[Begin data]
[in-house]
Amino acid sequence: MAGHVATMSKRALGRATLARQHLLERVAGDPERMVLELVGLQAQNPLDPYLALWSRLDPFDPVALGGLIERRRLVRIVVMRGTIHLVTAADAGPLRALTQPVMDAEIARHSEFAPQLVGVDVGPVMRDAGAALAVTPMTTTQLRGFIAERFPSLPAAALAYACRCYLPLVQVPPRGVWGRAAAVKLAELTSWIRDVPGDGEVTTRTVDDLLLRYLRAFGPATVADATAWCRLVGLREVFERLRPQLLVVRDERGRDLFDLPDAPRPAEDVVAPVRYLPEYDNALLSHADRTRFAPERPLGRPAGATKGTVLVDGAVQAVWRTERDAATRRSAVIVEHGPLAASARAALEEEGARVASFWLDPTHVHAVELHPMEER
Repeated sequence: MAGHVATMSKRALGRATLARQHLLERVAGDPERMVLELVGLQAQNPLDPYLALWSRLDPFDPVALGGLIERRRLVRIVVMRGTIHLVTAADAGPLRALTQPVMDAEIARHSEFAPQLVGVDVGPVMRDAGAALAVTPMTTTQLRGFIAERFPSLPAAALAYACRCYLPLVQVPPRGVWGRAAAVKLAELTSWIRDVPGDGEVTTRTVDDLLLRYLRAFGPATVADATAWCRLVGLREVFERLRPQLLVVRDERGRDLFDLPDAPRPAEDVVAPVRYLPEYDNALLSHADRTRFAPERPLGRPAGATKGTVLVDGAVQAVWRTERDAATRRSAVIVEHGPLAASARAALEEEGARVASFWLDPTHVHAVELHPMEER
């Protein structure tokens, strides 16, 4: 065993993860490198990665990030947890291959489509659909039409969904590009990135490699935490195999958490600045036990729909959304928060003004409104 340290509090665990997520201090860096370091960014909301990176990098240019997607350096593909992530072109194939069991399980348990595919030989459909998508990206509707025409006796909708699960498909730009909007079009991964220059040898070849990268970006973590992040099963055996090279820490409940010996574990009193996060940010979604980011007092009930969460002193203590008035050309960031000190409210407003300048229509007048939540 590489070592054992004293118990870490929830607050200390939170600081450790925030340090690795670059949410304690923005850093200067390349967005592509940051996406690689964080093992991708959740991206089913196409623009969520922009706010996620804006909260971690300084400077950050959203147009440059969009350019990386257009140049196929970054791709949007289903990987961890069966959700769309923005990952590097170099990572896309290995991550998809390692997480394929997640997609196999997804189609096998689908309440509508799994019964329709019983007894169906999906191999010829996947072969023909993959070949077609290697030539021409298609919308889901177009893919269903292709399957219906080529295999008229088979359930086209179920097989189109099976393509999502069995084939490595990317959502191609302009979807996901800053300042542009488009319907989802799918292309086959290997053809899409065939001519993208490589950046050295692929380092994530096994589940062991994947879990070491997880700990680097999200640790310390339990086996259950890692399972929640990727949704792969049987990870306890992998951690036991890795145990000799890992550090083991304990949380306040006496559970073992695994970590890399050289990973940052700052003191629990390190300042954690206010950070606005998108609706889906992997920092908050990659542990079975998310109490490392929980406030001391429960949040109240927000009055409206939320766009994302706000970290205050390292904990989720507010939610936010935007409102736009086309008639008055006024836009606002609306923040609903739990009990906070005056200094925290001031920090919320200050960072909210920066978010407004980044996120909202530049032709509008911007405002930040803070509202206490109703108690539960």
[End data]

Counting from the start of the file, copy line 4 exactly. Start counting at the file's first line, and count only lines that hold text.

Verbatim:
């Protein structure tokens, strides 16, 4: 065993993860490198990665990030947890291959489509659909039409969904590009990135490699935490195999958490600045036990729909959304928060003004409104 340290509090665990997520201090860096370091960014909301990176990098240019997607350096593909992530072109194939069991399980348990595919030989459909998508990206509707025409006796909708699960498909730009909007079009991964220059040898070849990268970006973590992040099963055996090279820490409940010996574990009193996060940010979604980011007092009930969460002193203590008035050309960031000190409210407003300048229509007048939540 590489070592054992004293118990870490929830607050200390939170600081450790925030340090690795670059949410304690923005850093200067390349967005592509940051996406690689964080093992991708959740991206089913196409623009969520922009706010996620804006909260971690300084400077950050959203147009440059969009350019990386257009140049196929970054791709949007289903990987961890069966959700769309923005990952590097170099990572896309290995991550998809390692997480394929997640997609196999997804189609096998689908309440509508799994019964329709019983007894169906999906191999010829996947072969023909993959070949077609290697030539021409298609919308889901177009893919269903292709399957219906080529295999008229088979359930086209179920097989189109099976393509999502069995084939490595990317959502191609302009979807996901800053300042542009488009319907989802799918292309086959290997053809899409065939001519993208490589950046050295692929380092994530096994589940062991994947879990070491997880700990680097999200640790310390339990086996259950890692399972929640990727949704792969049987990870306890992998951690036991890795145990000799890992550090083991304990949380306040006496559970073992695994970590890399050289990973940052700052003191629990390190300042954690206010950070606005998108609706889906992997920092908050990659542990079975998310109490490392929980406030001391429960949040109240927000009055409206939320766009994302706000970290205050390292904990989720507010939610936010935007409102736009086309008639008055006024836009606002609306923040609903739990009990906070005056200094925290001031920090919320200050960072909210920066978010407004980044996120909202530049032709509008911007405002930040803070509202206490109703108690539960």